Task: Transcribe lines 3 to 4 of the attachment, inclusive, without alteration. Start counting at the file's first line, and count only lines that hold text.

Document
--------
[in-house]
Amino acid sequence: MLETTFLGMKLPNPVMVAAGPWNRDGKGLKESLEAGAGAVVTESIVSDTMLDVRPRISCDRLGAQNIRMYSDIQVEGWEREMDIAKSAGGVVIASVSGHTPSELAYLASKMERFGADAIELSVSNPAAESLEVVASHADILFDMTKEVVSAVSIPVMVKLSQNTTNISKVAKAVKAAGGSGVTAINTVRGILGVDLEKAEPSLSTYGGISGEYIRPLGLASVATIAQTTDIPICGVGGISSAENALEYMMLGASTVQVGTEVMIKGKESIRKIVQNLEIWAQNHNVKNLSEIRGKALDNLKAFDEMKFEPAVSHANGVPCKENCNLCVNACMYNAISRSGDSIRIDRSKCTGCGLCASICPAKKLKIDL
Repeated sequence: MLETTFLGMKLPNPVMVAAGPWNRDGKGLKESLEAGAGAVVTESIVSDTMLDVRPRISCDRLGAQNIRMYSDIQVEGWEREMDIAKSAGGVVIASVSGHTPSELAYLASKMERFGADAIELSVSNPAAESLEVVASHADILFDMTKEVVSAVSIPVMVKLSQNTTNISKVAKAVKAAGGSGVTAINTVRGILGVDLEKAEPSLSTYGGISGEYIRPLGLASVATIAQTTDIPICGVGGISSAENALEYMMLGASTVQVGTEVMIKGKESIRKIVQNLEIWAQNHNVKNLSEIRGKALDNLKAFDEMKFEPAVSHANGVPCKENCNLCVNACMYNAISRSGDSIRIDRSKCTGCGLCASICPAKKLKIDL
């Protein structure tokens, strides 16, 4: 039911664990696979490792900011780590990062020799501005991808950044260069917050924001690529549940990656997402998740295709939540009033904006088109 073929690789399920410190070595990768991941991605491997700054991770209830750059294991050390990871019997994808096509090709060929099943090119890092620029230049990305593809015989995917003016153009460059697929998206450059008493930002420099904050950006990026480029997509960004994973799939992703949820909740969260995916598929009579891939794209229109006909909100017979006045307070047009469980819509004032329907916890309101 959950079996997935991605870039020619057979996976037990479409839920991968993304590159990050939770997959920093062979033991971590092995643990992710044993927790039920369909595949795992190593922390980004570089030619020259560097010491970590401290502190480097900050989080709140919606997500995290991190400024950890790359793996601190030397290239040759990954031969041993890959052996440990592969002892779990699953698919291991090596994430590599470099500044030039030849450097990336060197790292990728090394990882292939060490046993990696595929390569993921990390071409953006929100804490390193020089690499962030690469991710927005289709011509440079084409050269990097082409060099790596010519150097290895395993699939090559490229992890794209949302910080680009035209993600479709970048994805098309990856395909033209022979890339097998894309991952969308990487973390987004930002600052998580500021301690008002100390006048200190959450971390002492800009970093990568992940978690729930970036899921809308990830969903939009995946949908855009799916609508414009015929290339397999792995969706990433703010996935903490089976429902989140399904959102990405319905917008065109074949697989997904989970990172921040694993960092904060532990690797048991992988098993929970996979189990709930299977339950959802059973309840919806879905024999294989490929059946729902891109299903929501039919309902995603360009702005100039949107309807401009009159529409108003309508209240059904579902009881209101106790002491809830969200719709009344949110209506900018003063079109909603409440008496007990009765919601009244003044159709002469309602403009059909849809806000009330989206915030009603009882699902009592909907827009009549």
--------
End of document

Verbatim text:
Repeated sequence: MLETTFLGMKLPNPVMVAAGPWNRDGKGLKESLEAGAGAVVTESIVSDTMLDVRPRISCDRLGAQNIRMYSDIQVEGWEREMDIAKSAGGVVIASVSGHTPSELAYLASKMERFGADAIELSVSNPAAESLEVVASHADILFDMTKEVVSAVSIPVMVKLSQNTTNISKVAKAVKAAGGSGVTAINTVRGILGVDLEKAEPSLSTYGGISGEYIRPLGLASVATIAQTTDIPICGVGGISSAENALEYMMLGASTVQVGTEVMIKGKESIRKIVQNLEIWAQNHNVKNLSEIRGKALDNLKAFDEMKFEPAVSHANGVPCKENCNLCVNACMYNAISRSGDSIRIDRSKCTGCGLCASICPAKKLKIDL
């Protein structure tokens, strides 16, 4: 039911664990696979490792900011780590990062020799501005991808950044260069917050924001690529549940990656997402998740295709939540009033904006088109 073929690789399920410190070595990768991941991605491997700054991770209830750059294991050390990871019997994808096509090709060929099943090119890092620029230049990305593809015989995917003016153009460059697929998206450059008493930002420099904050950006990026480029997509960004994973799939992703949820909740969260995916598929009579891939794209229109006909909100017979006045307070047009469980819509004032329907916890309101 959950079996997935991605870039020619057979996976037990479409839920991968993304590159990050939770997959920093062979033991971590092995643990992710044993927790039920369909595949795992190593922390980004570089030619020259560097010491970590401290502190480097900050989080709140919606997500995290991190400024950890790359793996601190030397290239040759990954031969041993890959052996440990592969002892779990699953698919291991090596994430590599470099500044030039030849450097990336060197790292990728090394990882292939060490046993990696595929390569993921990390071409953006929100804490390193020089690499962030690469991710927005289709011509440079084409050269990097082409060099790596010519150097290895395993699939090559490229992890794209949302910080680009035209993600479709970048994805098309990856395909033209022979890339097998894309991952969308990487973390987004930002600052998580500021301690008002100390006048200190959450971390002492800009970093990568992940978690729930970036899921809308990830969903939009995946949908855009799916609508414009015929290339397999792995969706990433703010996935903490089976429902989140399904959102990405319905917008065109074949697989997904989970990172921040694993960092904060532990690797048991992988098993929970996979189990709930299977339950959802059973309840919806879905024999294989490929059946729902891109299903929501039919309902995603360009702005100039949107309807401009009159529409108003309508209240059904579902009881209101106790002491809830969200719709009344949110209506900018003063079109909603409440008496007990009765919601009244003044159709002469309602403009059909849809806000009330989206915030009603009882699902009592909907827009009549």